Wednesday, June 20, 2012

Wait. What? Are you telling me... summer? Now?

Summer used to start on June 21, did it not? 

Now I got these smartypants kids who tell me, no, it’s actually June 20 this year because of the blah, blah, blah and the effects of an additional minute added thrice quarterly, take into account the tilt of the earth, and carry the one. 

Anyway, apparently whoever is in charge of these things just up and decided when the solstice is and TODAY is the first day of summer, not tomorrow. What is this crap, I ask you?

On a related note, I woke up in a panic this morning.

I’m a full-time mom of four and for all intents and purposes, a full-time writer, and every year the summer arrives and I stand before its gaping maw and announce tremulously, “We’re going to have the best summer ever, kids!”

Which is sort of like announcing that this phase of the war in Afghanistan is going to go especially smoothly, for sure, uh-huh. *high five* 

Because high fives make everything seem possible, do they not?

So, yeah, summer comes, and I make plans to keep everyone busy, myself included, but of course me and the kids are working at cross purposes as far as that goes. And inevitably, despite my best efforts, things turn into mushy whining and squabbling and by late-August—often far sooner—the household falls under the spell of grumpy torpor that makes a prison cell in Guantanamo Bay seem cheerful by comparison.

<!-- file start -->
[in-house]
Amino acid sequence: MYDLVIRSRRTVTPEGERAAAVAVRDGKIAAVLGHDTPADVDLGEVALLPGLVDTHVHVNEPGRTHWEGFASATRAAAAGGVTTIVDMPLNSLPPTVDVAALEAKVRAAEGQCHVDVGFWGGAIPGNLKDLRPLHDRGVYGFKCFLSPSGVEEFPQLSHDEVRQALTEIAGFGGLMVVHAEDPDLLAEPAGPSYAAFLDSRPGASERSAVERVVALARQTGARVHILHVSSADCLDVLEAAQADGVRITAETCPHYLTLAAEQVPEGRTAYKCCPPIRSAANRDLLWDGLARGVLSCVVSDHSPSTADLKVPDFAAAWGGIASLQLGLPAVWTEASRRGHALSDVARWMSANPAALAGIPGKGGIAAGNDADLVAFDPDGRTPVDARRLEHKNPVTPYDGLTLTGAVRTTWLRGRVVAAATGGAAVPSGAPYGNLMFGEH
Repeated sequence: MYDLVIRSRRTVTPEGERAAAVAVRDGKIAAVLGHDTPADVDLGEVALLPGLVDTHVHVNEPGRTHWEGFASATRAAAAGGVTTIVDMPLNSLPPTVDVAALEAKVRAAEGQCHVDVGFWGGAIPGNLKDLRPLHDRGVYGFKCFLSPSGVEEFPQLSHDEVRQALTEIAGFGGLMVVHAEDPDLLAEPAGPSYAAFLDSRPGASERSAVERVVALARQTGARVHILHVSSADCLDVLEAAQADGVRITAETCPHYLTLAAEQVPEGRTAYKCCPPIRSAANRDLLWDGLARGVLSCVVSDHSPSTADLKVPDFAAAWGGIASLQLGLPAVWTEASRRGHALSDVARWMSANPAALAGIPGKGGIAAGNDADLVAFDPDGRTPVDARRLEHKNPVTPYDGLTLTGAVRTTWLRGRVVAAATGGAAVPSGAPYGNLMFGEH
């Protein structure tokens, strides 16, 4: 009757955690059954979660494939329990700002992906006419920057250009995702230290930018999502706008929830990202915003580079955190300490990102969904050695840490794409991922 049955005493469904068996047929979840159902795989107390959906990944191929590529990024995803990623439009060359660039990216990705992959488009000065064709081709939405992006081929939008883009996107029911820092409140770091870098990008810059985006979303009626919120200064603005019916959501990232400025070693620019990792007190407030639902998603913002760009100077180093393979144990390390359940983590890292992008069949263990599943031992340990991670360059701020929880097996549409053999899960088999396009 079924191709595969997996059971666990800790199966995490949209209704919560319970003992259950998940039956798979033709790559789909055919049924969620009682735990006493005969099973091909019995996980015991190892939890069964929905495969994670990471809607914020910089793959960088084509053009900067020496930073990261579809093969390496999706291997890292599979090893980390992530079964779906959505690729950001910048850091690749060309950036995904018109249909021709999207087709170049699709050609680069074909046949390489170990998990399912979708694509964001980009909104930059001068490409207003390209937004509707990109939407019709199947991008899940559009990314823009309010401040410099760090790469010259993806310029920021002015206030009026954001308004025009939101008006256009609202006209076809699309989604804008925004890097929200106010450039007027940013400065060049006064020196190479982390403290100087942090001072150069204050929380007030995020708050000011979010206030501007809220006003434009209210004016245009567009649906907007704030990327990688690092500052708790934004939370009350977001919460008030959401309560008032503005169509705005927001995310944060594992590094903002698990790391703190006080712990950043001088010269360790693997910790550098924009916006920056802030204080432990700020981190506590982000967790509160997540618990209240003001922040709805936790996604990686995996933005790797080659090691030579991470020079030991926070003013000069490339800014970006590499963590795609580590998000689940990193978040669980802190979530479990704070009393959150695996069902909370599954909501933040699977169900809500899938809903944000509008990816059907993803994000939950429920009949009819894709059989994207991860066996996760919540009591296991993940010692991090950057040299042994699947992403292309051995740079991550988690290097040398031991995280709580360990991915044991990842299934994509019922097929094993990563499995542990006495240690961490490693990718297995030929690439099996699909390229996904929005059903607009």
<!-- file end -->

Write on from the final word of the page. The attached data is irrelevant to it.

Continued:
By August 31, absolutely EVERYTHING will be lame, and even my suggestion that the kids "go steal some cars and see if you can outrun the Smokies like me and your uncle used to do back in the day" will fall on ears made deaf by sheer boredom.

But that’s NOT going to happen this summer. No, this year will be different. I’m so sure of it!

Give my muse Ivan some skin, folks.
Hell to the yeah! 

*high five*

And what are your outlandishly optimistic summer plans, writing or otherwise?

Tuesday, June 12, 2012

Going Long

I don’t write short stories.

Make that can’t write short stories.

My first-ever GIF on the blog!
OK, maybe if I really worked at it and went off on a spiritual quest and spent 40 days in the desert covered in dried mud, channeling my animal spirit guide, and then came home and did a lot of core muscle training with one of those exercise ball thingies…MAYBE I could learn to write a halfway decent short story. But I don’t see myself doing that at this late stage in the game. And I detest doing sit-ups, so really it’s a non-starter.

I’m going to tell you an extremely embarrassing thing about my first YA manuscript, and you are going to howl with derisive laughter, and then I’m going to pout because it’s not nice to do that to someone who’s in confession mode. But I’m going to tell you anyway because I need to get it off my chest.

My first YA manuscript was 185,000 words long.

And I queried that mutha with a straight face.

Yes. OK. I totally deserved that buwahahahaha. Time for a musical interlude. Please watch this while you get control of yourself.   

Writing short or even shortish is hard work for me. (See previous post on being an overthinkerer.) I think I would have done well in the 19th century. When real men wrote manly books, and by God, girth counted for something! People didn’t mind a few digressions on whaling and such back then. No, they did not.